2.1. Study Cohort

Figure 1 portrays the patient accrual flowchart following Strengthening the Reporting of Observational Studies in Epidemiology (STROBE) initiative [16]. We retrospectively searched the electronic medical record database at our Institution, a tertiary academic center, for consecutive patients operated because of bowel obstruction and imaged with CT between March 1, 2013, and October 31, 2017. The decision to treat patients with bowel obstruction was made as a consensus by a panel composed of an emergency physician, an abdominal surgeon, and a radiologist.

Our search yielded an initial target population of 76 consecutive patients who were considered eligible for inclusion in the study. Subjects were excluded for (a) lack of intravenous contrast agent administration prior to surgery () and (b) time from CT exam to surgery greater than 2 months (). The final population consisted of 18 patients (mean age years, age range 37-88 years), including 7 men (mean age years, age range 59-88 years) and 11 women ( years, range, 37–87 years).

2.2. CT Imaging Technique

Dynamic contrast-enhanced abdominal CT exams had been performed using a 16-row multislice CT (G.E., Milwaukee, WI). Acquisition parameters were as follows: 120 kVp; 200-400 mA; detector configuration; section thickness/interval, 3.75/3.75 mm; and 0.5-second rotation time. The scanner used automatic exposure control. After unenhanced imaging, patients received a weight-based dose of iodinated contrast material (volume: 80-130 ml; iodine concentration: 320, 350, 370, and 400 mg iodine/ml) that was injected through a user-programmable single-head injection system, through an antecubital vein at a rate of 2.5-3.5 ml/s, according to the venous access available. CT protocol included unenhanced and portal venous phases. Scan delay was obtained using bolus tracking technique with the region of interest placed in the aorta at the level of the diaphragm. The arterial and/or the delayed (2-3 minutes) phases were additionally acquired when active bleeding or vascular compromise of the bowel was suspected. In none of the patients, an oral contrast agent was administered.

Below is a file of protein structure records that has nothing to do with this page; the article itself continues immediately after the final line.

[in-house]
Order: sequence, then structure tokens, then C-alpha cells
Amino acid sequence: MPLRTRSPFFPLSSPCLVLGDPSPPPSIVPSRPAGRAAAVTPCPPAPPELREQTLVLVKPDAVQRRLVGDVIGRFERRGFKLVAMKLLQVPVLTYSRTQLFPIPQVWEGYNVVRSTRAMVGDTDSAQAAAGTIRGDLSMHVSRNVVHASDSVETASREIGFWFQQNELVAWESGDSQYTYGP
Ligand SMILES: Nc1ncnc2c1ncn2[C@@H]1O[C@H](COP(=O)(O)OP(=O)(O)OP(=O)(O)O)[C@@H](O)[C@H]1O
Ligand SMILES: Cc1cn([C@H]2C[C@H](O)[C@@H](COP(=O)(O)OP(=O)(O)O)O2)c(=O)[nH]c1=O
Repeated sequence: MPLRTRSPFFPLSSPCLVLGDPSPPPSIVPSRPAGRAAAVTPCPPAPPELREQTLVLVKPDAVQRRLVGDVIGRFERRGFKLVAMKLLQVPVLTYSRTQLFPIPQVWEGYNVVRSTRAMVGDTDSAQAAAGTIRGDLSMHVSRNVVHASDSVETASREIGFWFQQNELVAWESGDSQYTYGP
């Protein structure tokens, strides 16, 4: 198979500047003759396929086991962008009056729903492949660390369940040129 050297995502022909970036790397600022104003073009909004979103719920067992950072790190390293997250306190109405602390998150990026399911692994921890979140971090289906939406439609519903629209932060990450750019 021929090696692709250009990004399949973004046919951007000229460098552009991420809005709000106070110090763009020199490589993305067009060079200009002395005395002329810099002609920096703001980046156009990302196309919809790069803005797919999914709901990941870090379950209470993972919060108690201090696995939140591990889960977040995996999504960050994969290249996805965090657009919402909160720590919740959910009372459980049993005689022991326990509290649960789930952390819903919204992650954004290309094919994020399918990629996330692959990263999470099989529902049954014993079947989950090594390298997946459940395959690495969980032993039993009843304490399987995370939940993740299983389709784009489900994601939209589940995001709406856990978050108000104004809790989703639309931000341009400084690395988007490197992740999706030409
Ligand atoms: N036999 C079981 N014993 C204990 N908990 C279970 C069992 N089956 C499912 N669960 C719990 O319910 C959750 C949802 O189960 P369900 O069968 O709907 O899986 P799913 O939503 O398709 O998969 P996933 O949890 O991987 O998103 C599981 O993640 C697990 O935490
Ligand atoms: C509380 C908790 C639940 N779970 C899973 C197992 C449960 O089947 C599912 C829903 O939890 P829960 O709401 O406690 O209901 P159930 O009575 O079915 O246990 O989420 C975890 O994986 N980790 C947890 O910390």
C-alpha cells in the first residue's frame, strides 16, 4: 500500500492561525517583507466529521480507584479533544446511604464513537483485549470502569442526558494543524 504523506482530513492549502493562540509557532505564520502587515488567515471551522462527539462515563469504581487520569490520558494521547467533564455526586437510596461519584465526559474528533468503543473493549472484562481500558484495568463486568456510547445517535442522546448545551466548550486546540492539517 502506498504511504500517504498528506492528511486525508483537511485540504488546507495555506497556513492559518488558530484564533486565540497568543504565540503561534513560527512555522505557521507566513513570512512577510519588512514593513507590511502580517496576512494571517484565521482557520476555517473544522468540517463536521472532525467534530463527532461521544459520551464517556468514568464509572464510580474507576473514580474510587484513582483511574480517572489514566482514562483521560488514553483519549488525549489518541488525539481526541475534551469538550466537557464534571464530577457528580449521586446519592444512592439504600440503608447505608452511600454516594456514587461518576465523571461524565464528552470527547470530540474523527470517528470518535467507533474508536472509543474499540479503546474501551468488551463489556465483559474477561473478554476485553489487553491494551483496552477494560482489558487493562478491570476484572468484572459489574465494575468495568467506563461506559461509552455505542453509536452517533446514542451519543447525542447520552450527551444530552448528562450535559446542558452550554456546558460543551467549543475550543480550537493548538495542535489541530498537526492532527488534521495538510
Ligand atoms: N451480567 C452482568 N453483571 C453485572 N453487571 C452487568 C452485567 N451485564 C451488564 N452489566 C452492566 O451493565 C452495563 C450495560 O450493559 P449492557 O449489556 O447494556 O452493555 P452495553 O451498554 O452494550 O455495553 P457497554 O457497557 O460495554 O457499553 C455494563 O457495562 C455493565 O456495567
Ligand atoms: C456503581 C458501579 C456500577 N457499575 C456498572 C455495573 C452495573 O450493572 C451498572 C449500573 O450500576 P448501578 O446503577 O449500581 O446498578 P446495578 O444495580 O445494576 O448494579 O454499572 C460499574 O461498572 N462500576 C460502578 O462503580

2.3. CT Imaging Analysis

CT exams were reviewed by two radiologists first separately and then in consensus, using a clinical picture archiving and communication system (AGFA Impax, Mortsel, Belgium). The radiologists were blinded to the purpose and the design of the study, the clinical history, clinical report, and surgery findings.

To minimize recall bias, all technical and personal data were removed from the images and datasets were randomized prior to all reading sessions. Two reading sessions separated by 4 weeks were performed—one session showing the unenhanced CT images alone and the other session showing both the unenhanced and the contrast-enhanced images. During each reading session, readers were asked to identify the etiology and the level of the obstruction (i.e., small or large bowel obstruction). The order by which unenhanced only and unenhanced plus enhanced images were presented to the readers during the two reading sessions was randomly assigned.